Following the installation of Pro-Beijing hardliner John Lee as Chief Executive of Hong Kong, the Belgian Parliament has called for a tough position on China, including sanctions against Chinese officials and fresh oversight on Chinese investment.
The resolution, drafted by members of the Belgian Green Party, and widely supported by other members of the parliament, asks the government to support sanctions against Chinese individuals involved in the violation of human rights.
In Xinjiang province (East Turkestan), the Communist Party of the People’s Republic of China has been accused of holding an estimated one million Uyghur Muslims in internment camps, without any legal process. Detainees are subject to religious “re-education”, physical abuse, sterilisation, forced abortion, and party indoctrination.
United Nations have condemned this as a flagrant abuse of human rights. The United States has officially designated the interments as genocide. Non-binding resolutions in Canada, the Netherlands, the United Kingdom, Lithuania, and France have also described China’s actions as genocide.
Belgium, however, has so far refused to label the camps as genocide, instead referring to the practice as a “crime against humanity” and warning of a “serious risk of genocide.”
Human rights abuses
The Chinese government is also accused of violating human rights in Hong Kong, where it brutally crushed pro-democracy protests which came to a head in 2019.
Since then, Beijing has tightened its grip over the region, which following its handover from the United Kingdom, is supposed to maintain political independence from mainland China.
Article 38 of Hong Kong’s new “national security law” has unprecedented juridical precedent as it claims that all people, irrespective of nationality or territoriality, can be charged for profaning China’s one-party system or calling for democracy in Hong Kong.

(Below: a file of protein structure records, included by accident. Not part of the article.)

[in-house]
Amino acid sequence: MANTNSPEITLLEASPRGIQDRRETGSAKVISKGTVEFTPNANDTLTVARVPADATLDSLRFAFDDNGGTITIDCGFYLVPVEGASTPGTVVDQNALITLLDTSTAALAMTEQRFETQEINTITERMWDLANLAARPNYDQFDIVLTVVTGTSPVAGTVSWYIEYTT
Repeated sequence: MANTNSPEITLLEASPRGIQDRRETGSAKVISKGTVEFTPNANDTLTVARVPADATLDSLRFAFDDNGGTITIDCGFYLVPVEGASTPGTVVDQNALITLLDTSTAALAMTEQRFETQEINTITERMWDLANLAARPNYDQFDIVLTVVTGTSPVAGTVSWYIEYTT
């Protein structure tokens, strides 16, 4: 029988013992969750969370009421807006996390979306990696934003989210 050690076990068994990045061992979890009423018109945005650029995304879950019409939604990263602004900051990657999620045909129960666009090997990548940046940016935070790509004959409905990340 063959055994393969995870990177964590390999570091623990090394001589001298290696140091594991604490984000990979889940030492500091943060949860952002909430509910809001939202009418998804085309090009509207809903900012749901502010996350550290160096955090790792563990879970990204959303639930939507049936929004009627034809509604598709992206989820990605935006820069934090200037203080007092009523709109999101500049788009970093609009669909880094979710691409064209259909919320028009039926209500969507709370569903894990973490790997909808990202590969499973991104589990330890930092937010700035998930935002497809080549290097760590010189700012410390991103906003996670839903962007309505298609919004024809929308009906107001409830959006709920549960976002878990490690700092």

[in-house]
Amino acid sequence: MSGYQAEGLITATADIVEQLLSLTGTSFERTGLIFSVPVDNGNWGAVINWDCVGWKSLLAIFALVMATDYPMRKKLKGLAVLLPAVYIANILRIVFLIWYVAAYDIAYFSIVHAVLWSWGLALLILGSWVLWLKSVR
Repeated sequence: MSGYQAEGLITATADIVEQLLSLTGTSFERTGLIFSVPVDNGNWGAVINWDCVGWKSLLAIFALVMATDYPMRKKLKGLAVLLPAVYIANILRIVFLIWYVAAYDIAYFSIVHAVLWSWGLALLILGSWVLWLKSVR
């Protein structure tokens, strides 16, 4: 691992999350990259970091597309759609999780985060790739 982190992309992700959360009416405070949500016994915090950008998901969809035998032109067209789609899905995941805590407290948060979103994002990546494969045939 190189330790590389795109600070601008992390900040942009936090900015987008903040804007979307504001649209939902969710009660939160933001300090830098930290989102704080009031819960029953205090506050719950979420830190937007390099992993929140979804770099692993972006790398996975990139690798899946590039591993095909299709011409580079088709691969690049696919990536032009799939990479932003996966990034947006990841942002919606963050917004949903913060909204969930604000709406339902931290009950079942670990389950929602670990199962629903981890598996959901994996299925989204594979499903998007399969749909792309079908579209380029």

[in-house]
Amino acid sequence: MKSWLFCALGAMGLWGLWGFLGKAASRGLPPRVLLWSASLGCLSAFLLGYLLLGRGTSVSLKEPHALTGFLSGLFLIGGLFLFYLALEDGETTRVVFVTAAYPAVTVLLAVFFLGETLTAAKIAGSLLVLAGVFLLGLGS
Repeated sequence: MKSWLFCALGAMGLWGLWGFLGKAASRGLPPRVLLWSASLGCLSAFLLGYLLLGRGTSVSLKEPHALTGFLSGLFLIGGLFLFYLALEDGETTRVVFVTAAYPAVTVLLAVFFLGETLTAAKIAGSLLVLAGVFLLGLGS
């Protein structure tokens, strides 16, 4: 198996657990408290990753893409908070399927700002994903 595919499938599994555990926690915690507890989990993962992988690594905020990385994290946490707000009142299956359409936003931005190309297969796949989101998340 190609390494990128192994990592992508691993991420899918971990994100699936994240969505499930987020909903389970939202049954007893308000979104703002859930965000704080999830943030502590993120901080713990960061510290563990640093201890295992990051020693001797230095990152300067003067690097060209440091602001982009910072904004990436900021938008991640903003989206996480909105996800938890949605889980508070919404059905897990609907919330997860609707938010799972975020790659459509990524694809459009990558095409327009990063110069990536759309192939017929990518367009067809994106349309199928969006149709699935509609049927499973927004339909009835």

The authorities use this law to surveil, detain, and search any person involved with pro-democracy or Western movements. This extends to Belgian citizens.
“Any Hong Kong student who applauds democracy and freedom on social media can be arrested as a terrorist – and so can any citizen of another nationality,” said Belgian MP Woter DE Groen, who tabled the resolution. “That cannot go unpunished.”
China has also closed dozens of reputable independent news organisations and has rolled out internet censorship against pro-democracy sites in Hong Kong and abroad.
Chinese investment, or espionage?
The proposal also calls for greater oversight into the role of Chinese investment into the Belgian economy. Chinese investment has come under the spotlight in countries around the world under suspicion that it is being used by the CCP for surveillance and even espionage.
CCTV companies Dahua and Hikvision, who provide much of the surveillance equipment used in hospitals and government buildings, should be investigated to ensure that data is not leaked to China, the proposal states.
In 2021, Belgian Federal Justice Minister Vincent Van Quickenborne announced that the government was investigating whether the new Alibaba logistics hub at Liège Airport was being used for espionage.
“Chinese intelligence agents could have access to sensitive and secure areas of the airport,” he admitted to Samuel Cogolati of the Francophone Green Party, Ecolo.
Later, however, Van Quickenborne declared that "there is no evidence of Chinese intelligence agents or espionage activities at Alibaba in Liège.”
Even the government has fallen victim to suspected Chinese government cyberattacks.
In April 2019, the FPS Interior fell victim to a “complex, sophisticated, and targeted cyberattack,” suspected to have been committed by China by Belgian experts.